Here are Presuppositional apologetics’ links between October 15-21st, 2014.
Which links edified you?
Last installment: Mid-October 2014 Presuppositional Apologetics’ Links Round Up
Posted in ambulance, Apologetics, apologetics illustrations, christian apologetics, Christianity, Presuppositional Apologetics, presuppositionalism, Reformed, Theology on October 21, 2014 | 9 Comments »
Point: When we evangelize it is important to make the point that the listener have sinned against a Holy God. Even during an apologetic dialogue, a Christian apologist must not forget this; instead he or she must press the point that one who goes against God is rebelling against Him and is trying to run away from God with the very resources that God has given to help man; this sin is even more grievous in light of God’s goodness, help and mercy towards unbelievers (what in theology we call God’s common grace). How can we further drive this point home?
Picture: On the news a few days ago there was this headline: “Man steals L.A. Fire Department ambulance sent to help him” with this story:
A man being treated by paramedics stole a Los Angeles Fire Department ambulance and led police on a chase that ended in a traffic collision, sending two women to the hospital Sunday night.
Paramedics responded to a medical call in the 200 block of North San Pedro street in downtown L.A. about 6:30 p.m., and then the man drove off in the ambulance, according to the LAFD’s Katherine Main.
The paramedics were not in the ambulance at the time, Main said.
A fire engine also responding to the original call reported the stolen ambulance, Los Angeles police said.
Officers then began a pursuit that ended when the ambulance crashed into a vehicle at the intersection of Beverly Boulevard and Union Avenue about 7:15, according to Sgt. Gia Rueda of the LAPD.
Two women in the car were taken to a hospital with minor injuries, Rueda said.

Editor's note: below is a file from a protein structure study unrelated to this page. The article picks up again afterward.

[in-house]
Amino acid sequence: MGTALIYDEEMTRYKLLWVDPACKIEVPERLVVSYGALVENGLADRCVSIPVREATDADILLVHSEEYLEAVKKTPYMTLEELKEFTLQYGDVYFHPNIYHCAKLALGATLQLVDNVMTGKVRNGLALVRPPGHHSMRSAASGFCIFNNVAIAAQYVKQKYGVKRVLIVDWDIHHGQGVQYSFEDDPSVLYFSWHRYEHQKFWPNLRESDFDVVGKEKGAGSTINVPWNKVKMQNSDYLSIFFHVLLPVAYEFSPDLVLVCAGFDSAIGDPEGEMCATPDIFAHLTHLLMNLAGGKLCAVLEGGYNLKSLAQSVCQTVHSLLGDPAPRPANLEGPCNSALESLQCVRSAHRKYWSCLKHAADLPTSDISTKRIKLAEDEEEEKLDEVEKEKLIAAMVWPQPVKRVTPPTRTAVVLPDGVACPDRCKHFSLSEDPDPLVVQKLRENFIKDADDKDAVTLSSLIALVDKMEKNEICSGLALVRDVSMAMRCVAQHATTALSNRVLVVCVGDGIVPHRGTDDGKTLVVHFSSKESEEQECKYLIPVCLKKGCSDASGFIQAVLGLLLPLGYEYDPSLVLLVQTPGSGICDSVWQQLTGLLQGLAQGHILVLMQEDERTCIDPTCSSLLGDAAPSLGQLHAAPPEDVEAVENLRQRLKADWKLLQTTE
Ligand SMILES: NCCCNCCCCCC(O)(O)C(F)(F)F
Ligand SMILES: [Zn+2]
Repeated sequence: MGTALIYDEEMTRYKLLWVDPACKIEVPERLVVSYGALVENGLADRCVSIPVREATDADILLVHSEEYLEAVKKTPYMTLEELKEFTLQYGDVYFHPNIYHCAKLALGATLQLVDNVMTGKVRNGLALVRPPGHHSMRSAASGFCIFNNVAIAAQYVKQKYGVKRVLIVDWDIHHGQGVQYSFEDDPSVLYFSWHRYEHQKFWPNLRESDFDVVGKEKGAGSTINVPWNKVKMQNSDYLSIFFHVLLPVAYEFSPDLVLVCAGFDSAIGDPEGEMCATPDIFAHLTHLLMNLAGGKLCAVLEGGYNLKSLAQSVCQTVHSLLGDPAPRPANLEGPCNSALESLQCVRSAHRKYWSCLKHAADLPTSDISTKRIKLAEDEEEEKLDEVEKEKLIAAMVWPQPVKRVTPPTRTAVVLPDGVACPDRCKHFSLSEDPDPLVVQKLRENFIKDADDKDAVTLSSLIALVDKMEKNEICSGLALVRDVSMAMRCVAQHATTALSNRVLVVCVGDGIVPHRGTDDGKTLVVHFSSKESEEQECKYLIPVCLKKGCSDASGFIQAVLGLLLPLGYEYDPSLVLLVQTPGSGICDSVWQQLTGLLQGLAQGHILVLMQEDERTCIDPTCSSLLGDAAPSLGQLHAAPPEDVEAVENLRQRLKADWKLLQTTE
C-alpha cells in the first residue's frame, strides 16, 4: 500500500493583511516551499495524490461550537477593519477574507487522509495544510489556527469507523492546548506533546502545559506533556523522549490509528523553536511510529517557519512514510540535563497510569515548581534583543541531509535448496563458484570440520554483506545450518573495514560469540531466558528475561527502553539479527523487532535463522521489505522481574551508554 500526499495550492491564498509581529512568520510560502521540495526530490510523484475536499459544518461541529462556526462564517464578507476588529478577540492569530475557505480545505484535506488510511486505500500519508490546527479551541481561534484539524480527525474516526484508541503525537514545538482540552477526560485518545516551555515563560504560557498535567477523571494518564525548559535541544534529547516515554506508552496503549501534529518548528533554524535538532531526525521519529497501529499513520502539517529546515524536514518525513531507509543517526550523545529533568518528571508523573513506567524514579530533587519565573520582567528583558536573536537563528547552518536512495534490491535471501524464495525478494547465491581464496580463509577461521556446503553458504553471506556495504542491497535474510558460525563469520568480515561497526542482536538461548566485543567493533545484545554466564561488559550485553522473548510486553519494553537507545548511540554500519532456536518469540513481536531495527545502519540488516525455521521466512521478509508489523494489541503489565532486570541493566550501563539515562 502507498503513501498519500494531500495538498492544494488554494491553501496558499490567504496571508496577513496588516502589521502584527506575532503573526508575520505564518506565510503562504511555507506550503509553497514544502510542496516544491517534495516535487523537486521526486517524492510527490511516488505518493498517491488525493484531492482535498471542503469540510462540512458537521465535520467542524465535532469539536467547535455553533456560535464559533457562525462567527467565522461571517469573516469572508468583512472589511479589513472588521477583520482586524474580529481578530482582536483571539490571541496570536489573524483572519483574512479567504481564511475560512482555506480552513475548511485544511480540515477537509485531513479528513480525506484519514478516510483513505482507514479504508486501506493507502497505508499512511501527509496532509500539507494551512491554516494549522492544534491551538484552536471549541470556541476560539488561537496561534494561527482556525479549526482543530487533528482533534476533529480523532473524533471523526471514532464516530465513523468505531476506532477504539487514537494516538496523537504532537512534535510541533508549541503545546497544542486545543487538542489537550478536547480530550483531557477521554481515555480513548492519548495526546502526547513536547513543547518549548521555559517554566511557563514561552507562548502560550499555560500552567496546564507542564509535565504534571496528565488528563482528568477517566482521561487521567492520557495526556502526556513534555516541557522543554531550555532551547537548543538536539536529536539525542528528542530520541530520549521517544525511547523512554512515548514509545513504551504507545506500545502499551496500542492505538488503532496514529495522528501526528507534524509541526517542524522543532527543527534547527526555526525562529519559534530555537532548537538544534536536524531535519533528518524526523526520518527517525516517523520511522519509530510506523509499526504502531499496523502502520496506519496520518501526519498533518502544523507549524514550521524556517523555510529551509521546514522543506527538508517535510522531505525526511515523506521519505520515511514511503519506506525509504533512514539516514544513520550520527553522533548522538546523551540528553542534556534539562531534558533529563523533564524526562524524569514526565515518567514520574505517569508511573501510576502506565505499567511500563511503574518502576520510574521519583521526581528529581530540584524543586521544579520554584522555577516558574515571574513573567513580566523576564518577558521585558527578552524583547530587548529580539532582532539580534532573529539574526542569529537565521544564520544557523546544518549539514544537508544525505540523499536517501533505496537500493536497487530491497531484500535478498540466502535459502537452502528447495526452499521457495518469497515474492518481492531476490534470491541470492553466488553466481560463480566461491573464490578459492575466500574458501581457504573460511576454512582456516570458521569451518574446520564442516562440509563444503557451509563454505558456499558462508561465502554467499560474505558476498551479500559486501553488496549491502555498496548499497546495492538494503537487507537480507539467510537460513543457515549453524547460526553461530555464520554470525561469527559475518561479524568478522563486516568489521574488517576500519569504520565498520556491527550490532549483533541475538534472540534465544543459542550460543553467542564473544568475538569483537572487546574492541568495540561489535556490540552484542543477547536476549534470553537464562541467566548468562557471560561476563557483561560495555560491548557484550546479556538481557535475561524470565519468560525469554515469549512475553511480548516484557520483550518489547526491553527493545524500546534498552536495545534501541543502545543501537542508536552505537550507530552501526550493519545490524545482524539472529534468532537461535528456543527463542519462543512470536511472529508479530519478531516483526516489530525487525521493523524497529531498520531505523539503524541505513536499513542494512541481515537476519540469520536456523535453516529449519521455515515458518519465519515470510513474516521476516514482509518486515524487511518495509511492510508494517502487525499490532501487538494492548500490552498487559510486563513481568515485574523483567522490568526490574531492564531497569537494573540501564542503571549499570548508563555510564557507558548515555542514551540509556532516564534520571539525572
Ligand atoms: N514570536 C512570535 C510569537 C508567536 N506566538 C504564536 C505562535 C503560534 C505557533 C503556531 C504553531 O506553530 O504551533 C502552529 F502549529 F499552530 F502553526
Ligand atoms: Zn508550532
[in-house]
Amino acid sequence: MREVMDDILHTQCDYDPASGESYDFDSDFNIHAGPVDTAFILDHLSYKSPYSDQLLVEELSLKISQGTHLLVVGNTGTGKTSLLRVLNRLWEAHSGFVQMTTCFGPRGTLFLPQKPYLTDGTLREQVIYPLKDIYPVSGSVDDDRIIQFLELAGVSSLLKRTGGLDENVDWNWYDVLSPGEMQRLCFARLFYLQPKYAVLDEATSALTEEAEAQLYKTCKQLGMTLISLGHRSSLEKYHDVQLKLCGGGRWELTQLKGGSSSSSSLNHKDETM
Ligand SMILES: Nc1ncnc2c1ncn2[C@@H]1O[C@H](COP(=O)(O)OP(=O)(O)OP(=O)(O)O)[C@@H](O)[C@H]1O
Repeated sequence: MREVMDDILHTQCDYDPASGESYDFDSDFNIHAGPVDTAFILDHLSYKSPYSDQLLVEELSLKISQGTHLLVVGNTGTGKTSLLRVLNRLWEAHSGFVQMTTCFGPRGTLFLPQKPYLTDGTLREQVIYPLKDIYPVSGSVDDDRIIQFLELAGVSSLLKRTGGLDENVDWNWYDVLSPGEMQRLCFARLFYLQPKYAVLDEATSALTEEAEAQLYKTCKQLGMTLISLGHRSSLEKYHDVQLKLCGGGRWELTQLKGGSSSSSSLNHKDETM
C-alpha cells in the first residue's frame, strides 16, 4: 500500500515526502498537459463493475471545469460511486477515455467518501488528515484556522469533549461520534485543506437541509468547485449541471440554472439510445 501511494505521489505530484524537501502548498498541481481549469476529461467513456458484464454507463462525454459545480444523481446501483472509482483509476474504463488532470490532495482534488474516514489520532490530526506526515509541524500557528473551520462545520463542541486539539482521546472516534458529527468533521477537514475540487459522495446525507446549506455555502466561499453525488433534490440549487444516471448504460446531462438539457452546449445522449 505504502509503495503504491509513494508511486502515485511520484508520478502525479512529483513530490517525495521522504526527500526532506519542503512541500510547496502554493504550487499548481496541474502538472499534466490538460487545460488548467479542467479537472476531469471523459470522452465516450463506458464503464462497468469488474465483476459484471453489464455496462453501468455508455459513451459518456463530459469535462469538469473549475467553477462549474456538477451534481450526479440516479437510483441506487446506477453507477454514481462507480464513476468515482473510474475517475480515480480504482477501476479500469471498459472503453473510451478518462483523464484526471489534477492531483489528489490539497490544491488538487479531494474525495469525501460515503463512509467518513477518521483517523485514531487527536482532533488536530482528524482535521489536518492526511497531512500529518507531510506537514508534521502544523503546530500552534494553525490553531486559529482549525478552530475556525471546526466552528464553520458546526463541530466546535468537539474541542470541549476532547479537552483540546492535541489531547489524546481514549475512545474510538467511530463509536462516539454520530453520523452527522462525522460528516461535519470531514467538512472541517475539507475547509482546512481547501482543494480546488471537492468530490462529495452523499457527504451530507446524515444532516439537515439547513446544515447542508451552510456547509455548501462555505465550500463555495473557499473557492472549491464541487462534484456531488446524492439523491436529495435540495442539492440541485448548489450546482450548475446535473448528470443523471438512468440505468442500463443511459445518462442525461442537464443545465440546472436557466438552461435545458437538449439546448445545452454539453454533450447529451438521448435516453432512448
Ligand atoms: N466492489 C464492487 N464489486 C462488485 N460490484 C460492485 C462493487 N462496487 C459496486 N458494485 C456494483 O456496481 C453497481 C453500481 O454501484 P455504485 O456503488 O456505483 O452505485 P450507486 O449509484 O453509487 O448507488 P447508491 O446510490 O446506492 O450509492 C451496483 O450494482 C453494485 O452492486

The suspect, whose name was not released, was taken into custody at the Rampart Station.
Here is a story of the suspecttaking advantage of what was meant to be help for the suspect. Then there is the added irony of the man getting an accident after the chase–only to have the paramedics again help him and put him in another ambulence. That’s like man’s sinful attempt to run away from Him by hijacking God’s resources as a means of running away from Him–but we inevitably crash and even then with our self-destructiveness we can’t fully avoid God.
POSSIBLE SCENARIO FOR EMPLOYING THIS ILLUSTRATION DURING APOLOGETIC EVANGELISM
<Much apologetic dialogue takes place; now discussion is winding down>
CHRISTIAN: We have touched on a lot of philosophy and worldview issues. I don’t want you to miss my thesis that you are in sin and that your sin is even evident in our intellectual discussion because you are trying to use intellectual resources that God has provided to help us as His creatures to be resources for you to try to escape God.
OPPONENT: What do you mean? You are putting moralistic tones to this intellectually stimulating discussion.
CHRISTIAN: Let me explain perhaps by ways of a story of how I see it within my worldview. Have you heard of this story: <Insert New story>.
CHRISTIAN: Here’s the image of the actual guy after the accident. Do you see any irony in the picture?
OPPONENT: Yes! The paramedics that he wronged are now the ones he have to rely on to help him after the attempted getaway.
CHRISTIAN: Exactly! I love this picture because despite his attempt to get away from the paramedics, he ends up facing the paramedics anyways–and still needed their help and he’s back to square one. In the same way, when someone tries to use God’s resources that was meant to help us such as the laws of logic, morality, etc., as a means of trying to run away from God, we end up colliding with God’s reality and yet we still rely on Him afterwards despite our rebellion. This man is more like us than we realize!
A light-hearted post today.
You know you are a Calvinist when you see the letter “A” and “W” together and it remind you of several good things from the Lord…
And also of God’s common grace:
A&W Root Beer
And of course, you can’t spell “Awesome” without A and W.